“LSD”, also known by its scientific name as lysergic acid diethylamide, is the abbreviated term for one of the most routinely cited drugs listed under a specific class of drugs called, “hallucinogens.” Some other synonyms associated with the acronym LSD include acid, mellow yellow, dots, black tabs, and blotter.

Regardless of what the drug is called, LSD is typically sold on the street in either small tablets, gelatin squares, capsules, absorbent paper, and/or in a liquid form. According to the DEA, the drug appears as a colorless and odorless substance that has a faintly bitter aftertaste.

Additionally, the schedules provided by the Controlled Substance Act (“CSA”) classify LSD as a Schedule I drug. Drugs that are categorized as a Schedule I drug are described as having some of the following characteristics:

  • A high potential for abuse and/or addiction;
  • Presently have no certified or accepted medicinal purposes; and
  • Are generally said to be unsafe for consumption.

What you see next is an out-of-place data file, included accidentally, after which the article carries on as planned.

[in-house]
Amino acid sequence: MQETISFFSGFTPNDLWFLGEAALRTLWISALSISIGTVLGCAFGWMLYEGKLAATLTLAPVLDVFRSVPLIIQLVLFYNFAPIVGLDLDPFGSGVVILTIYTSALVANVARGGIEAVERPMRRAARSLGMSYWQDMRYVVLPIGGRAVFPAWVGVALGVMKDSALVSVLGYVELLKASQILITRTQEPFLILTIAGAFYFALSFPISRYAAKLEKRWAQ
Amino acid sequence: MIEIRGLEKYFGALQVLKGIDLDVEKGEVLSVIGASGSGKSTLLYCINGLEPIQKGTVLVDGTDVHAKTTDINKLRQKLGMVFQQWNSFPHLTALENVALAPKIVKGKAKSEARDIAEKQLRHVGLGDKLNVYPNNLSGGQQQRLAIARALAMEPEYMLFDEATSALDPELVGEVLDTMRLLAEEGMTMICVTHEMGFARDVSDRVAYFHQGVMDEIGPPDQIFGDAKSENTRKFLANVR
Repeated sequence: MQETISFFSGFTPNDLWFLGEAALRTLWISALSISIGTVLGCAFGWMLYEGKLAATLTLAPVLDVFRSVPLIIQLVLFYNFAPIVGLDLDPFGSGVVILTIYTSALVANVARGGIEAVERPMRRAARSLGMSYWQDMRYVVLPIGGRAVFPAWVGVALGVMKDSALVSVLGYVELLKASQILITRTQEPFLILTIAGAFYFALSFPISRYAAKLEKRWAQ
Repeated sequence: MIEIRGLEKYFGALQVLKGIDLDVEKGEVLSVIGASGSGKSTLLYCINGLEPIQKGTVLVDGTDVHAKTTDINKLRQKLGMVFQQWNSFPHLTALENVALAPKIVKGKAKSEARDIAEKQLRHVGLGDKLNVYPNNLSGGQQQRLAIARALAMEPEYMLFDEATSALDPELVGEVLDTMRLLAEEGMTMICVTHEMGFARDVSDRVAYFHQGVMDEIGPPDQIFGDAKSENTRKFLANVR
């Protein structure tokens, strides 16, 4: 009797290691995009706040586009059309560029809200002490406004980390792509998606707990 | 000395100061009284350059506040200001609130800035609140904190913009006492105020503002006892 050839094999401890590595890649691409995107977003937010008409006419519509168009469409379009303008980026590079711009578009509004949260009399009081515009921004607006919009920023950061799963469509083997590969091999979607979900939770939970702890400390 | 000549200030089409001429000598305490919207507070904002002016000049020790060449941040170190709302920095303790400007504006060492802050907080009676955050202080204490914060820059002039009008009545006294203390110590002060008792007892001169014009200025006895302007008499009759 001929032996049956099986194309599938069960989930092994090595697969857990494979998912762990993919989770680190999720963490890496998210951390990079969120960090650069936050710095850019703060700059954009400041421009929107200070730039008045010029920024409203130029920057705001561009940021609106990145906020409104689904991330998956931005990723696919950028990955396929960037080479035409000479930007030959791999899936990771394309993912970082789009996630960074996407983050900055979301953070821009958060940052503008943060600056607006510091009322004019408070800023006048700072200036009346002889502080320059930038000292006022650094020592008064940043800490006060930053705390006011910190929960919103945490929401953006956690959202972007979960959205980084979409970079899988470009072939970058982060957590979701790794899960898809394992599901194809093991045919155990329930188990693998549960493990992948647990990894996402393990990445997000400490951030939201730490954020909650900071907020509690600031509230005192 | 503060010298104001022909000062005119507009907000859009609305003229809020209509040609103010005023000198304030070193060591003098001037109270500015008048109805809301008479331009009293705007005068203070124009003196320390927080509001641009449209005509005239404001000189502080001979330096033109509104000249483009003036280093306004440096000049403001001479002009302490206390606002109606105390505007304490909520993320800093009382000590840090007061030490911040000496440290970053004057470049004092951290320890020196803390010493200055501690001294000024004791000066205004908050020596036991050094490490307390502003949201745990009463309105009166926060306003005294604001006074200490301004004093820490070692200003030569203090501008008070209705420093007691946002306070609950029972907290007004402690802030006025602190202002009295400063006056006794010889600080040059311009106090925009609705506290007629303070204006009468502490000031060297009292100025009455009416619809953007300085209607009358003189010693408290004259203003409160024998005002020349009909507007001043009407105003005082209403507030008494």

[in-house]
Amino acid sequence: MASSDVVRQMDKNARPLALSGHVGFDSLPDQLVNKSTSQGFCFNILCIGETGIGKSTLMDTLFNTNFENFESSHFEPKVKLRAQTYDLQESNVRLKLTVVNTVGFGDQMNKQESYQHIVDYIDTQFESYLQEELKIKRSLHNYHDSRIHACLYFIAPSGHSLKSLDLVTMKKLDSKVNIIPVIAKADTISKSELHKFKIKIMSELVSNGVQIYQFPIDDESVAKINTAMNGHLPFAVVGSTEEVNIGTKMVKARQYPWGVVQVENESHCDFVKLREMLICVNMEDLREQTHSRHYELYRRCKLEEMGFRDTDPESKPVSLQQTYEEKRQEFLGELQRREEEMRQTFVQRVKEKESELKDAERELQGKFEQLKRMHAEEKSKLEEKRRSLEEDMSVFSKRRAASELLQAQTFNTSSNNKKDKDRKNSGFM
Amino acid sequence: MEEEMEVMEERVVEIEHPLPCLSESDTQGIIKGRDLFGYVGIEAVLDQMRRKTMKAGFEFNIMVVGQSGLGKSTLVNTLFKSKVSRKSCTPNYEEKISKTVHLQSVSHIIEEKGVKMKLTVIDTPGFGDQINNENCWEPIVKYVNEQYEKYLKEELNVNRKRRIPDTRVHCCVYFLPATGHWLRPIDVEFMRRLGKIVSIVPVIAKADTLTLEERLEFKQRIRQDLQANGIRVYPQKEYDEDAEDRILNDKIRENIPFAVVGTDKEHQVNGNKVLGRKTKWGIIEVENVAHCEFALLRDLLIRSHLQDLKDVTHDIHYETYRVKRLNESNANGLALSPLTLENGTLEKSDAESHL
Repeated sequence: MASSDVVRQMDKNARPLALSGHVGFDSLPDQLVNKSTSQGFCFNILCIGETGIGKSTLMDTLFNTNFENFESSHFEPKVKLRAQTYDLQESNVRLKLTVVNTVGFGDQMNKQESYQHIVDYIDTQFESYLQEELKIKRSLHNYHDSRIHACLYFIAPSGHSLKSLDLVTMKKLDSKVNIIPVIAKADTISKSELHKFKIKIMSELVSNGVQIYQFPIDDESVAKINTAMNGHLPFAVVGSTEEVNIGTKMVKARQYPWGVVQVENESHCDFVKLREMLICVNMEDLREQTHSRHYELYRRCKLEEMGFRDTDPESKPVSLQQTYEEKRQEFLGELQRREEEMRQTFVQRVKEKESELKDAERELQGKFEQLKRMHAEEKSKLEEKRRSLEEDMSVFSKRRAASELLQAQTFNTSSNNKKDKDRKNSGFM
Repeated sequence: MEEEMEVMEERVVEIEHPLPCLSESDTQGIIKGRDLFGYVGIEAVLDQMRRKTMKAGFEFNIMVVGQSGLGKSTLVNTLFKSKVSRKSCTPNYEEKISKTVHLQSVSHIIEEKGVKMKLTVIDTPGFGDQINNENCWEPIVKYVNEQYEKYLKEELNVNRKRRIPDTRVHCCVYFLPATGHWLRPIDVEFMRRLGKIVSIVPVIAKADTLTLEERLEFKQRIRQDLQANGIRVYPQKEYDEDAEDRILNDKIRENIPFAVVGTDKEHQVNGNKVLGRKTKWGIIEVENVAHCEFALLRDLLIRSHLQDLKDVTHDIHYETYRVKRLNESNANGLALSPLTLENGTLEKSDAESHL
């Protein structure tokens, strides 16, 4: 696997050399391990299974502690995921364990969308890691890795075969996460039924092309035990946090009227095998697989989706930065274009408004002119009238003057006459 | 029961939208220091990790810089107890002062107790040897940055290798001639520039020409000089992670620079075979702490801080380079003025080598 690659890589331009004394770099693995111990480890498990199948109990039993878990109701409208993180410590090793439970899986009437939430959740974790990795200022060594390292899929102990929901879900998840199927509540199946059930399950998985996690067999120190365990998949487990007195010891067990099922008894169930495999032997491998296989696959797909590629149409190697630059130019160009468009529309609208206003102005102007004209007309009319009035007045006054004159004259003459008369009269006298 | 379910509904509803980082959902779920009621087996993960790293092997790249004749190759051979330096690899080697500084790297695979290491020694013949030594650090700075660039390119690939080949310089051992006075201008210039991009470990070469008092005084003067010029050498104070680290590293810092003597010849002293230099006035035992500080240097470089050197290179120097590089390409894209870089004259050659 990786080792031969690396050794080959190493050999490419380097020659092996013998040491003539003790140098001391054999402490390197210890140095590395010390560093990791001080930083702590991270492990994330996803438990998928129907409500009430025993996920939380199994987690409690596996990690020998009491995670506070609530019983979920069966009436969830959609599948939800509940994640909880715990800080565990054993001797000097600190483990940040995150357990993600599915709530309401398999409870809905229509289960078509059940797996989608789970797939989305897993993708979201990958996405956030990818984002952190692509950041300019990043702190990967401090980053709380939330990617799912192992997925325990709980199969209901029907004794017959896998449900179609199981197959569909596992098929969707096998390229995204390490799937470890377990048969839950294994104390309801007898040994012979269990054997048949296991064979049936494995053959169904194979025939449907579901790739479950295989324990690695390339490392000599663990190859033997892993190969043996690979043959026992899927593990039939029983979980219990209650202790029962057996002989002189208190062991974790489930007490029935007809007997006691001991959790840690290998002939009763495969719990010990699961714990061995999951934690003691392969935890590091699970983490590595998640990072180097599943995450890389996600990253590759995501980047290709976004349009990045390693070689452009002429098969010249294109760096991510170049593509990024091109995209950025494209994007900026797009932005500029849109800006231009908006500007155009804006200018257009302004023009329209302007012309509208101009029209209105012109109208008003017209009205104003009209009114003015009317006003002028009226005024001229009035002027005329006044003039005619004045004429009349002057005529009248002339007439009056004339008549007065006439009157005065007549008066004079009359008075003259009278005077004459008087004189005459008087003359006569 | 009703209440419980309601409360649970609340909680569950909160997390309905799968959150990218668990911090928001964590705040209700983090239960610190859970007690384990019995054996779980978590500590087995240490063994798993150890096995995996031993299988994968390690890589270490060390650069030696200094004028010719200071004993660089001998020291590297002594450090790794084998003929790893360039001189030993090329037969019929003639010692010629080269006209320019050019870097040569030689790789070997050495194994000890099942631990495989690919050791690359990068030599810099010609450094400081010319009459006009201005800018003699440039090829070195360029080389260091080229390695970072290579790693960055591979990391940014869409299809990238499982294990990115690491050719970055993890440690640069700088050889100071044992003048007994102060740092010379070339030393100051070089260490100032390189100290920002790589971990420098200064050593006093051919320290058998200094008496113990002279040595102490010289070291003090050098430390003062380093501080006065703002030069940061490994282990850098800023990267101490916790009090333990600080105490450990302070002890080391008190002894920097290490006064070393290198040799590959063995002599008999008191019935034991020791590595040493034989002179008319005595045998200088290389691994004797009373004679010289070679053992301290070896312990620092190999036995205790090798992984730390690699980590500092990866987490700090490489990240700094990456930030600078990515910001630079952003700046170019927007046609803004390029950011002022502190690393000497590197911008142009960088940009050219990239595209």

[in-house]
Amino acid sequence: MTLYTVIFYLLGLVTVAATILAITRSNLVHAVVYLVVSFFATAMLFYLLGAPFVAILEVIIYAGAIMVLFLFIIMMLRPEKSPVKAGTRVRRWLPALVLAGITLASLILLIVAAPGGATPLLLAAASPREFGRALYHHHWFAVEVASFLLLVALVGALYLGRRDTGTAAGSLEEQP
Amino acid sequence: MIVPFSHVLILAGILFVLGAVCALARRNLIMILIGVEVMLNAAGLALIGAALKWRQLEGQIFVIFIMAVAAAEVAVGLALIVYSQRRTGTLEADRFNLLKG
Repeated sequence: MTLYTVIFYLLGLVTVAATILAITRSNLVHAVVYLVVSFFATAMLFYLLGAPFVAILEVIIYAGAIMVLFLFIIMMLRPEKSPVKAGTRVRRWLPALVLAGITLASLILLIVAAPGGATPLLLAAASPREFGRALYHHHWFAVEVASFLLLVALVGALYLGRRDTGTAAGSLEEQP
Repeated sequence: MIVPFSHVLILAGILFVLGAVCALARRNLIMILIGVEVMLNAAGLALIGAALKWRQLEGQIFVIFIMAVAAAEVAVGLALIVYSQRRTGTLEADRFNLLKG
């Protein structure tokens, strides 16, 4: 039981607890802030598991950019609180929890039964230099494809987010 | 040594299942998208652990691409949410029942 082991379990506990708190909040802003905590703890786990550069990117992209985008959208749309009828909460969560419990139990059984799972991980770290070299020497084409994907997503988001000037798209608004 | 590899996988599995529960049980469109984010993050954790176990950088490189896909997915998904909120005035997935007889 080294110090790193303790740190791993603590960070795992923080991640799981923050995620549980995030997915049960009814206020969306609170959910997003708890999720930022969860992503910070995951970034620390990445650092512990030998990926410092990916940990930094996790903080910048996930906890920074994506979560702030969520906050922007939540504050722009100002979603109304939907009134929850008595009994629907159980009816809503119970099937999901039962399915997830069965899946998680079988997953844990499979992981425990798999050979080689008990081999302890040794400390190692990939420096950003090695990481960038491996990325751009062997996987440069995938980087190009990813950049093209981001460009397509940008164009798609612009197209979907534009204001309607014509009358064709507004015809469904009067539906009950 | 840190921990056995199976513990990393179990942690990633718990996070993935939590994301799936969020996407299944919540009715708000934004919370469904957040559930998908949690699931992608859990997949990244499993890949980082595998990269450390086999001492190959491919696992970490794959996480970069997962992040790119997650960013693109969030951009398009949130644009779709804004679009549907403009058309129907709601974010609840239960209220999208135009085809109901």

Finally, one last important detail about LSD is that because it is considered a Schedule I drug, a defendant can face very serious legal consequences if they are convicted of a drug crime involving LSD. Therefore, if you are facing charges for the sale or possession of LSD, you should contact a local drug lawyer immediately for further advice.

What Are the Federal Penalties for LSD Sale and Possession?

In most instances, charges for possession of LSD are normally prosecuted at the state level. This is because drug crimes, such as possession and use, are usually viewed as lesser offenses since they tend to only hurt the individual and not society as a whole. On the other hand, charges for selling, manufacturing, distributing, and trafficking of LSD are more likely to be prosecuted as federal crimes.

The following is a list of some common types of criminal penalties that can be found under the federal sentencing guidelines for drug-related offenses:

  • Trafficking 1-9 grams mixture: (one dose is roughly equal to 100 micrograms of LSD, 0.5g including the paper for acid tabs):
    • First-time offense:
      • No less than 5 years’ imprisonment, but not longer than 40 years’ imprisonment.
      • If serious injury or death results, no less than 20 years, but not more than a life sentence.
      • Criminal fines must not exceed $2 million USD.
    • Second offense:
      • No less than a minimum of 10 years’ imprisonment, but no longer than a life sentence.
      • If serious injury or death results from the crime, then life imprisonment.